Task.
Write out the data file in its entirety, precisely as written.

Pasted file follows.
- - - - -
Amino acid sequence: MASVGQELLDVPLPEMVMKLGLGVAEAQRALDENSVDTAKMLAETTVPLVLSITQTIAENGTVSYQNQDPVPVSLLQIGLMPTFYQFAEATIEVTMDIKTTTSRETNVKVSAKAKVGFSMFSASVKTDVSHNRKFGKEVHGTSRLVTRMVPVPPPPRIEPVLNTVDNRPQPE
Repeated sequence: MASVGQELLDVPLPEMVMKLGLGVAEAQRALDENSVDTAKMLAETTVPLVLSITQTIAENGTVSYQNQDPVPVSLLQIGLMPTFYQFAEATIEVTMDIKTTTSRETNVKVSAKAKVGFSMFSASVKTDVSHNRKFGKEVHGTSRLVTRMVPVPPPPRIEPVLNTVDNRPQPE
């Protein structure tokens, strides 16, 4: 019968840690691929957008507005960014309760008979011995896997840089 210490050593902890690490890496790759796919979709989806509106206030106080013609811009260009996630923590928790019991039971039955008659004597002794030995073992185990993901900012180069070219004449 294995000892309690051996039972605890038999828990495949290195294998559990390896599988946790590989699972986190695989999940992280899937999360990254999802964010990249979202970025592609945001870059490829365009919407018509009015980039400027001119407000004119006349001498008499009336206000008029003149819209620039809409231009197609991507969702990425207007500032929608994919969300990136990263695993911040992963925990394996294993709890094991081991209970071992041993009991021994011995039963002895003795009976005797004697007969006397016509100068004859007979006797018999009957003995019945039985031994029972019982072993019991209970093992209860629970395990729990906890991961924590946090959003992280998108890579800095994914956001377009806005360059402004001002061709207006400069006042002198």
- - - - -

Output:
Amino acid sequence: MASVGQELLDVPLPEMVMKLGLGVAEAQRALDENSVDTAKMLAETTVPLVLSITQTIAENGTVSYQNQDPVPVSLLQIGLMPTFYQFAEATIEVTMDIKTTTSRETNVKVSAKAKVGFSMFSASVKTDVSHNRKFGKEVHGTSRLVTRMVPVPPPPRIEPVLNTVDNRPQPE
Repeated sequence: MASVGQELLDVPLPEMVMKLGLGVAEAQRALDENSVDTAKMLAETTVPLVLSITQTIAENGTVSYQNQDPVPVSLLQIGLMPTFYQFAEATIEVTMDIKTTTSRETNVKVSAKAKVGFSMFSASVKTDVSHNRKFGKEVHGTSRLVTRMVPVPPPPRIEPVLNTVDNRPQPE
């Protein structure tokens, strides 16, 4: 019968840690691929957008507005960014309760008979011995896997840089 210490050593902890690490890496790759796919979709989806509106206030106080013609811009260009996630923590928790019991039971039955008659004597002794030995073992185990993901900012180069070219004449 294995000892309690051996039972605890038999828990495949290195294998559990390896599988946790590989699972986190695989999940992280899937999360990254999802964010990249979202970025592609945001870059490829365009919407018509009015980039400027001119407000004119006349001498008499009336206000008029003149819209620039809409231009197609991507969702990425207007500032929608994919969300990136990263695993911040992963925990394996294993709890094991081991209970071992041993009991021994011995039963002895003795009976005797004697007969006397016509100068004859007979006797018999009957003995019945039985031994029972019982072993019991209970093992209860629970395990729990906890991961924590946090959003992280998108890579800095994914956001377009806005360059402004001002061709207006400069006042002198």